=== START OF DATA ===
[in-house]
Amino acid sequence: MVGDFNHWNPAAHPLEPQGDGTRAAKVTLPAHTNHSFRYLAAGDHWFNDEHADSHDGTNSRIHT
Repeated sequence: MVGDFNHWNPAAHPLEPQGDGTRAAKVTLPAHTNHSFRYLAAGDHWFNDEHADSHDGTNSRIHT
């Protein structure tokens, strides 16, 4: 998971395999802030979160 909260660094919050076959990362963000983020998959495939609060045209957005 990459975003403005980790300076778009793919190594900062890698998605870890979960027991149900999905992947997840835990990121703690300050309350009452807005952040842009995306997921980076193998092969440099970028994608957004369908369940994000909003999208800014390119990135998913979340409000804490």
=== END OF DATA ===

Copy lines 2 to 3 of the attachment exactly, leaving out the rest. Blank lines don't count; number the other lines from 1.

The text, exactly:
Amino acid sequence: MVGDFNHWNPAAHPLEPQGDGTRAAKVTLPAHTNHSFRYLAAGDHWFNDEHADSHDGTNSRIHT
Repeated sequence: MVGDFNHWNPAAHPLEPQGDGTRAAKVTLPAHTNHSFRYLAAGDHWFNDEHADSHDGTNSRIHT